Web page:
Why are National Standards important?
When a product is newly introduced in a country it must be reliable for the users. Also, potential users of the product should be convinced that a product is of good quality and this should be guaranteed.
In the case of FCR/MCR, the clear advantages of the technology will help the product to penetrate the market on a large scale. However, officially recognised quality standards are required to achieve this goal, because building control institutions usually depend on such standards to be in a position to certify the use of a product.
Quality standards will encourage decision makers, be it the house owners, the architects, contractors and engineers, or the project planners, to recommend and specify FCR/MCR as roofing material. They can guarantee for quality, safety and durability based on official recognition and legislation. This is specially important in governmental projects (schools, health centers, public housing schemes), where the respective institutions are obliged to respect building regulations.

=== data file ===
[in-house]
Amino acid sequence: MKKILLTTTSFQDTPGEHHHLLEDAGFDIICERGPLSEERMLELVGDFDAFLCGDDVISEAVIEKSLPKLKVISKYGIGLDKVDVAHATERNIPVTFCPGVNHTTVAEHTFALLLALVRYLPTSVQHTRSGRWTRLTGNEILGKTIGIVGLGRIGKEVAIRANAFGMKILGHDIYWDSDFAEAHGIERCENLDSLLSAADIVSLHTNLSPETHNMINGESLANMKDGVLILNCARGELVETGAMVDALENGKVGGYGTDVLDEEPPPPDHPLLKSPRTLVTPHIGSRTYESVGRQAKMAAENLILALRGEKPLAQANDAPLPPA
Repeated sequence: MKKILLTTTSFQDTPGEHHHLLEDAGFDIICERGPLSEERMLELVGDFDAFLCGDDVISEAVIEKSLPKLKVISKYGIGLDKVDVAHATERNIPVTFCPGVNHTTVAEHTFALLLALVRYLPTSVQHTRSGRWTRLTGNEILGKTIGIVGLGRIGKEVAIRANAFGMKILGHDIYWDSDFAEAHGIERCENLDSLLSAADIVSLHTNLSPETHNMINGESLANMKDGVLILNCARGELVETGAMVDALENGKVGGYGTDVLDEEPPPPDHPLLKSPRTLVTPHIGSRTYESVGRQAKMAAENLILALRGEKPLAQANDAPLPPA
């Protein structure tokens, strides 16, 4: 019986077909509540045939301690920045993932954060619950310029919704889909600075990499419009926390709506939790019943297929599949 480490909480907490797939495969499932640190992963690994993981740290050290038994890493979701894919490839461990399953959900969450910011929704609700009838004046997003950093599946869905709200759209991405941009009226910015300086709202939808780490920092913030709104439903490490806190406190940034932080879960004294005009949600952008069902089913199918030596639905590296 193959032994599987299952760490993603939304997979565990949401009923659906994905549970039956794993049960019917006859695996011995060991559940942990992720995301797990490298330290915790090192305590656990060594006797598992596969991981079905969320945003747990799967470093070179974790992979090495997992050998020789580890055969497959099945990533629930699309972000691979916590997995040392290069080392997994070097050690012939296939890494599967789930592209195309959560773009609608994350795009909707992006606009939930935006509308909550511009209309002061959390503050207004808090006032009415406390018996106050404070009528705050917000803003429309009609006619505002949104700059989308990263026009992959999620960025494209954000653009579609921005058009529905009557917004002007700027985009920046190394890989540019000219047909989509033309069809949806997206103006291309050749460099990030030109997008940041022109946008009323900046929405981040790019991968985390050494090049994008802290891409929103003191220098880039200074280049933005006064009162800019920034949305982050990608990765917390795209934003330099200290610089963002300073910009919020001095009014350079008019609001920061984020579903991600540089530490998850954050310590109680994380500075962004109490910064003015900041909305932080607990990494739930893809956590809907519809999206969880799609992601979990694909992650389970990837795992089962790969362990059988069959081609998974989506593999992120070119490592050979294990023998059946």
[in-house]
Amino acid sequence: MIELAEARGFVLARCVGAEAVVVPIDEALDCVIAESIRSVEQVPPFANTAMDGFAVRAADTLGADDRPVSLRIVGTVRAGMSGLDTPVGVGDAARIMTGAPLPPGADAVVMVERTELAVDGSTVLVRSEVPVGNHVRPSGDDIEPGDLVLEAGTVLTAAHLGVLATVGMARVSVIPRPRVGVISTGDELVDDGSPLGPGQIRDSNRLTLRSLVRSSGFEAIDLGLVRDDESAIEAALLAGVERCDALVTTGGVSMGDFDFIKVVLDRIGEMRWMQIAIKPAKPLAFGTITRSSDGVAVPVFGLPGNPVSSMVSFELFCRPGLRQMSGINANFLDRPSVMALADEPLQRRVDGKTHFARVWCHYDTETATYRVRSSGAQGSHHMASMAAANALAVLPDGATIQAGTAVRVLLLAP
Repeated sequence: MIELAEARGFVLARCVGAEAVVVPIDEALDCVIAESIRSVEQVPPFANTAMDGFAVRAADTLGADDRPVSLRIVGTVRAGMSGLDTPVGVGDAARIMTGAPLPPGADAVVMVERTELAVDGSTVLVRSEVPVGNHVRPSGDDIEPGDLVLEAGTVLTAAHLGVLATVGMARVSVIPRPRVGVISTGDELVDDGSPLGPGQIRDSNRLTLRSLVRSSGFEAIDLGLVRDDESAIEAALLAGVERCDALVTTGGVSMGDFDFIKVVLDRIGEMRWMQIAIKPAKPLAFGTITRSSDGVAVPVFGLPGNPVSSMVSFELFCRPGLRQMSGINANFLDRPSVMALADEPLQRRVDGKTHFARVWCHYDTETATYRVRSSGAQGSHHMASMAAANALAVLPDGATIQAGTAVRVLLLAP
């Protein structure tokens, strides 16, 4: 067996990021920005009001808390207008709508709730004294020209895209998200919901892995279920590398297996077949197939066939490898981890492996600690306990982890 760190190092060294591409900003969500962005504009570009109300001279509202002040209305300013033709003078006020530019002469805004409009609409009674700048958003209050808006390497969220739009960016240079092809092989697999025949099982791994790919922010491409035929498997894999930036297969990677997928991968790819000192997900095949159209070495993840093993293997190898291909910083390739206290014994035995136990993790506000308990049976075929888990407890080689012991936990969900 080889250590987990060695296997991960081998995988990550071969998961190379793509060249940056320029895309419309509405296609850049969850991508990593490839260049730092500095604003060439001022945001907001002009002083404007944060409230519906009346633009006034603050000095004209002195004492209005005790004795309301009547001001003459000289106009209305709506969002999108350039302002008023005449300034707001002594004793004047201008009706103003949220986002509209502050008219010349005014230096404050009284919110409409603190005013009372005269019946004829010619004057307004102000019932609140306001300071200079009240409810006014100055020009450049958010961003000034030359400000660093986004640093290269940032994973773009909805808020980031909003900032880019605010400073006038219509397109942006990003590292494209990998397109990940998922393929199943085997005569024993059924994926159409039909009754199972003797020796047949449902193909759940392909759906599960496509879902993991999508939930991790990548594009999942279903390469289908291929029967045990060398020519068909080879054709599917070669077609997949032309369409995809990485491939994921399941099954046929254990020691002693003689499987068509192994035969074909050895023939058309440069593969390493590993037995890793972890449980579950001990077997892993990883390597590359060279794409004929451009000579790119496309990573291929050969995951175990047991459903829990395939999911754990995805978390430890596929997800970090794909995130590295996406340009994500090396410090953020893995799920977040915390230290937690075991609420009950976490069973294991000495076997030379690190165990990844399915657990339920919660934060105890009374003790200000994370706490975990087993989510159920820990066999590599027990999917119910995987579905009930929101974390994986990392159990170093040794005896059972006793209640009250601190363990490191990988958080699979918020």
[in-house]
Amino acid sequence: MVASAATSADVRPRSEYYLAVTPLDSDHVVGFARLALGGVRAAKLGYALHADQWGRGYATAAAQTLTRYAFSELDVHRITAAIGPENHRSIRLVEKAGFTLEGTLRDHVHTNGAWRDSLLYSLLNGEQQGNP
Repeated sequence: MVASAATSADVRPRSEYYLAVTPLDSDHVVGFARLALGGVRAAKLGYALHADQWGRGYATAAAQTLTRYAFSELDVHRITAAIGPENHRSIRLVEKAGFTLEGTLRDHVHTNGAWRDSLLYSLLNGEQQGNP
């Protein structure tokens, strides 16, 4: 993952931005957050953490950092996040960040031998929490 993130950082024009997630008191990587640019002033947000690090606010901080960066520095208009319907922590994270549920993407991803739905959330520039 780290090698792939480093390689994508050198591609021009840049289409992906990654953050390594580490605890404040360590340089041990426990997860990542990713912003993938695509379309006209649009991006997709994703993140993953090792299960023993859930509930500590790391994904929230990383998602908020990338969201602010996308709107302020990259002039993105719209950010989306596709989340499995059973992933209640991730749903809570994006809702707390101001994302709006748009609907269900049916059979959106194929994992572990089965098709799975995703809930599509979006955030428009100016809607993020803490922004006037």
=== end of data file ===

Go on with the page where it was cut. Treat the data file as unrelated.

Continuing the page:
The lack of standards is hence a potential inhibiting factor to the widespread adoption of this advantageous technology. Issuing National Standards for FCR/MCR would, therefore, contribute substantially to spreading its use.
Objectives of these Guidelines
The standardisation of FCR/MCR products constitutes the last step in the development of the technology. A standardisation of the product would cut out low quality producers or force them to improve their production.